Bookmarking Book Art – Jan Fairbairn-Edwards

Family Geology by Jan Fairbairn-Edwards consists of multiple related works to create the visual narrative of her Victorian era family’s emigration from the Norfolk fens to Australia. One of the central characters is her great aunt Sarah, who is the focus of the work Stratification of Sarah shown below.

Stratification of Sarah © Jan Fairbairn-Edwards
Stratification of Sarah, 2015
Jan Fairbairn-Edwards
Stratification of Sarah © Jan Fairbairn-Edwards
Stratification of Sarah, 2015 
Jan Fairbairn-Edwards

Symbolically, the six hanging “chapters” of Sarah’s journey move from the dun colors of the English fens to the hotter colors of Australia. The artist uses sheets of paper handmade from plants native to the Norfolk fens as well as traditional clothing fabric. The “geological” layers of the journey’s story are reflected in the stratified sheets that diminish in size from back to front.  The weathered documents appearing in each hanging are copies of found items from the family’s possessions or allusive artifacts, such as the article about Alice, “Jumbo’s widow“.

Alice was the African elephant being shipped aboard the HMSS Egyptian Monarch to join P.T. Barnum’s Jumbo in the US. Also on board the Monarch was Sarah, 10 years old when she embarked for the first sea leg of the journey to Australia. In another work in Family Geology called “Dear Mama”, the artist has invented a series of letters from Sarah, several of which tell of Sarah’s searching the ship for Alice.

"Dear Mama" Jan Fairbairn-Edwards
“Dear Mama”, 2015
Jan Fairbairn-Edwards

The other related works feature only fens-originated material, with the exception of a few pieces whose spines are branches of eucalyptus trees. Those spines and the hot Australian colors are the main physical manifestation of the Australian destination. As seen below, the stamps from the officialdom of the empire on which the sun never set provide another of the numerous unifying threads in the narrative.

Jan Fairbairn-Edwards
William’s Story, 2015
Jan Fairbairn-Edwards
Handmade papers with kozo and fenland plants, natural pigments, ink jet print (archival quality) on tracing paper, inks, string and eucalyptus wood binding

The artist suggested that I call this an installation. It is, but with the difference that there is this multi-threaded, narrative unity across and among the individual works that I have not noticed before in other installations. That unity makes me stumble a bit over the fact that the constituent works are purchasable individually, which casts the “installation” in something of a contrasting light. The work as a whole is one of remembrance and restoration. Doesn’t the removal of pieces of Family Geology undermine that?

Remember the 2014 installation Blood Swept Lands and Seas of Red created by artists Paul Cummins and Tom Piper at the Tower of London: 888,246 ceramic poppies progressively filling the Tower’s famous moat between 17 July and 11 November?  Each red bloom represented a British military fatality in the First World War. The installation as installation resides only in the memories of its viewers and can be experienced only partially in photos, video clips or the website. The poppies sold individually over the web (I am one of the lucky owners of one of them). When I look at this single ceramic poppy, sometimes there is a failure of metonymic power – the ability of the part to stand for the whole.  Other times, it starts the image of a cascade of blood from a stone window into a moat of red. And so, what of a single work plucked from Family Geology?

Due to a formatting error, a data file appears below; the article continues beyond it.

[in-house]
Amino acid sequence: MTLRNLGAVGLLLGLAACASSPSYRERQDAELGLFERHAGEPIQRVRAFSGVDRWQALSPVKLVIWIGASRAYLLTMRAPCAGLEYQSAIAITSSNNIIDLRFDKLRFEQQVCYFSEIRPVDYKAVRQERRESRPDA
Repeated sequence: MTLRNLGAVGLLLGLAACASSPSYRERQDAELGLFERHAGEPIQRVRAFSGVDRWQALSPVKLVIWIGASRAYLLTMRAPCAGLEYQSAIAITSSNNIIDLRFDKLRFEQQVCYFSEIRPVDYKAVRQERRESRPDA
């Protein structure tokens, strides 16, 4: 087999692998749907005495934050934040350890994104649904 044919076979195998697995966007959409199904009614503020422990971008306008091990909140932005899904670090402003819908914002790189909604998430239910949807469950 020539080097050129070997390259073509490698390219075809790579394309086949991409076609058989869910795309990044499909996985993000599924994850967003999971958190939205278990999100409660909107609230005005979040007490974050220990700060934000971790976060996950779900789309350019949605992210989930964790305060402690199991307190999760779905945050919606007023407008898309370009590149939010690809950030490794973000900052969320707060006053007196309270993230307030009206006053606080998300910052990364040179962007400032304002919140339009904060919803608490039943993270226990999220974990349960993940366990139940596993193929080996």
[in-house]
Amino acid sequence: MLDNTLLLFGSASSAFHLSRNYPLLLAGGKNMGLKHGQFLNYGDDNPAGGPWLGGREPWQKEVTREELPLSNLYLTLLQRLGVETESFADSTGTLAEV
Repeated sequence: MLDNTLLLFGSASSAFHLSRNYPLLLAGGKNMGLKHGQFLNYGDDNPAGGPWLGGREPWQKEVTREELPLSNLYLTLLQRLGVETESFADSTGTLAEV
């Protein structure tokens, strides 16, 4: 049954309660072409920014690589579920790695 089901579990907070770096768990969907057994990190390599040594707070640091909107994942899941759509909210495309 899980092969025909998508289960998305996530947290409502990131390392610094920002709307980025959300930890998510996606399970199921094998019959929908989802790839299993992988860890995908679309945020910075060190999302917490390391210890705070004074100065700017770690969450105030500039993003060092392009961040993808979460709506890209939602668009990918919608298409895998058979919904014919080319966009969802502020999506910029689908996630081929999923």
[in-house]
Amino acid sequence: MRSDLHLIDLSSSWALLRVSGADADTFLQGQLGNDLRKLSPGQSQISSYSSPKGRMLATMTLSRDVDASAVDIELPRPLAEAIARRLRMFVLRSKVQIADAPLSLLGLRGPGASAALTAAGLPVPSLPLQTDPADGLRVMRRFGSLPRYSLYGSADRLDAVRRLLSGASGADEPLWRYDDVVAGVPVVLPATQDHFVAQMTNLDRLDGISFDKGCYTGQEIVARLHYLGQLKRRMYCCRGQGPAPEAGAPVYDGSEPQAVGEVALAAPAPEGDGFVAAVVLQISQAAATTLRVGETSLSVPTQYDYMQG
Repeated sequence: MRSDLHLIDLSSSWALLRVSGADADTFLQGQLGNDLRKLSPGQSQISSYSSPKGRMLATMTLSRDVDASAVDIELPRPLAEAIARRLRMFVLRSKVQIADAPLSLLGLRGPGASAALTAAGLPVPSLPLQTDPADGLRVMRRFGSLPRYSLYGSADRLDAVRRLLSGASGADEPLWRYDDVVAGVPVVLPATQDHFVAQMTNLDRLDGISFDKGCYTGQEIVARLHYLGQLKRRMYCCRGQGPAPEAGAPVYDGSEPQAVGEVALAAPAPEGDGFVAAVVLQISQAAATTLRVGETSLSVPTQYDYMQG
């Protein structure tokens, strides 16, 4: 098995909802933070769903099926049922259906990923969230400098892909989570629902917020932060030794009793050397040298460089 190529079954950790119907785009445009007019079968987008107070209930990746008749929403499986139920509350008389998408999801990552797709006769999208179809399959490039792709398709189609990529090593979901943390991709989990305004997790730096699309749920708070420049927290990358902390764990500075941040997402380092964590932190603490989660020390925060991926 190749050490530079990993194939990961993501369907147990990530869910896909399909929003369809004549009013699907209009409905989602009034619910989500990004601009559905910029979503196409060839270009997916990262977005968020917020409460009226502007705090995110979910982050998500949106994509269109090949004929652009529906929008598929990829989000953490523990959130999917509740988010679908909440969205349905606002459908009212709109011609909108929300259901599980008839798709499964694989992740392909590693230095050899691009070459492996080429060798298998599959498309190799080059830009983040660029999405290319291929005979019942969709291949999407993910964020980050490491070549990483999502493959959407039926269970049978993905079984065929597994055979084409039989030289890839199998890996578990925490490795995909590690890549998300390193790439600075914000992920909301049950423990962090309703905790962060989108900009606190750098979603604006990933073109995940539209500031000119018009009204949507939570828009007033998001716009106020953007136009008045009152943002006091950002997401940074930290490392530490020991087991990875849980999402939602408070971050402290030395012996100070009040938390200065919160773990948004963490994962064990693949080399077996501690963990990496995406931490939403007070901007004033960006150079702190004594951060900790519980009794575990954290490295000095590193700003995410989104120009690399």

The full impact of the installation – a family speaking to one another in and across time, from across seas and continents – something on which the viewer eavesdrops – rises like the musk from the back of an inherited chest’s bottom drawer full of old letters, curled newspaper clippings, fading photographs, pressed leaves and flowers. At first, you think it is the volume of  this manufactured memorabilia and their semi-invented, semi-found connectedness that is the source of that impact. But then you pick up William’s Story. The texture of its papers, the rough, dry sound of the leaves turning and the ash that flakes to the table from their edges take you deep into that musk through the one work.

You can sift through the several pieces of Fairbairn-Edwards’ Family Geology, and some will take you to the same place on their own, others lean much more on the presence of the installation. The thought of taking away from the whole one of its stronger parts leaves me hoping for an institutional white knight to purchase the “installation”.  Yet the scent of William’s Story on some visitor’s fingers is probably making him or her reach for a checkbook or credit card right now.

See also Turn the Page 2015, where Family Geology had its debut and was one of the eight finalists.

Family Geology will next be on show at Art & Papiers, Vézénobres (Gard), France, this month (June 2015).

 

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